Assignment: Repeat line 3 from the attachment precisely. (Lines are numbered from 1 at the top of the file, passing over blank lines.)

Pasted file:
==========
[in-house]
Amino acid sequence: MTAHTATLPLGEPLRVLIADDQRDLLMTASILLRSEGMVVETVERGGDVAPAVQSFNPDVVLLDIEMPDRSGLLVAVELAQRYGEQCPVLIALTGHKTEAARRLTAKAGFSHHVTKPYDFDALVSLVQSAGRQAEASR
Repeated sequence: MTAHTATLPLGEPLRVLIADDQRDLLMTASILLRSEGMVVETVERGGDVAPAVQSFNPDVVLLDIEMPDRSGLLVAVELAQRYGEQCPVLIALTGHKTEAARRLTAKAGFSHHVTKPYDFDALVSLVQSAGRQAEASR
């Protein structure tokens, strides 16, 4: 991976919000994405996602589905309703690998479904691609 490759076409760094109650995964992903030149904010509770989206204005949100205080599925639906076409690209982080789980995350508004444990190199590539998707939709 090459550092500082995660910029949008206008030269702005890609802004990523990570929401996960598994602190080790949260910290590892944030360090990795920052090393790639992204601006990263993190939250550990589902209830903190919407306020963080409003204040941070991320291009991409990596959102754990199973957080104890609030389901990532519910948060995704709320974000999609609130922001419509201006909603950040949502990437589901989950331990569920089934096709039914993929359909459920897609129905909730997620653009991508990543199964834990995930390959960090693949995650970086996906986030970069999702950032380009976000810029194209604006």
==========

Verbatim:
Repeated sequence: MTAHTATLPLGEPLRVLIADDQRDLLMTASILLRSEGMVVETVERGGDVAPAVQSFNPDVVLLDIEMPDRSGLLVAVELAQRYGEQCPVLIALTGHKTEAARRLTAKAGFSHHVTKPYDFDALVSLVQSAGRQAEASR